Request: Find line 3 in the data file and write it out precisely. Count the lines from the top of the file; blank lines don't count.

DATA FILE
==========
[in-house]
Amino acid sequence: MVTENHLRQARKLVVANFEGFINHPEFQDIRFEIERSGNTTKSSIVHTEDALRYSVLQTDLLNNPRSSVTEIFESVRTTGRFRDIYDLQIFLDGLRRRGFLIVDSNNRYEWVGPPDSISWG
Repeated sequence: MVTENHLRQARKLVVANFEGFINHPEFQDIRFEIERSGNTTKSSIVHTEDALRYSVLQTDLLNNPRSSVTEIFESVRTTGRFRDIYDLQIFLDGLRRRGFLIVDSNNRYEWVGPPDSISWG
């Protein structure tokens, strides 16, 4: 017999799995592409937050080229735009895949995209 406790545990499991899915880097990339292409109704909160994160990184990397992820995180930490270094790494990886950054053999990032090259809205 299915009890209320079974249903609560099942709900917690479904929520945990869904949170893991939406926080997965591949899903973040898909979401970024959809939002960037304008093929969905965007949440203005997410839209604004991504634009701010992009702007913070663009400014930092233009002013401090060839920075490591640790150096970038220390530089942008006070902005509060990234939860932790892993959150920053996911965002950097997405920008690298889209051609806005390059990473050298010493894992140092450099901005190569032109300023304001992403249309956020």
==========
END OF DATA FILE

Repeated sequence: MVTENHLRQARKLVVANFEGFINHPEFQDIRFEIERSGNTTKSSIVHTEDALRYSVLQTDLLNNPRSSVTEIFESVRTTGRFRDIYDLQIFLDGLRRRGFLIVDSNNRYEWVGPPDSISWG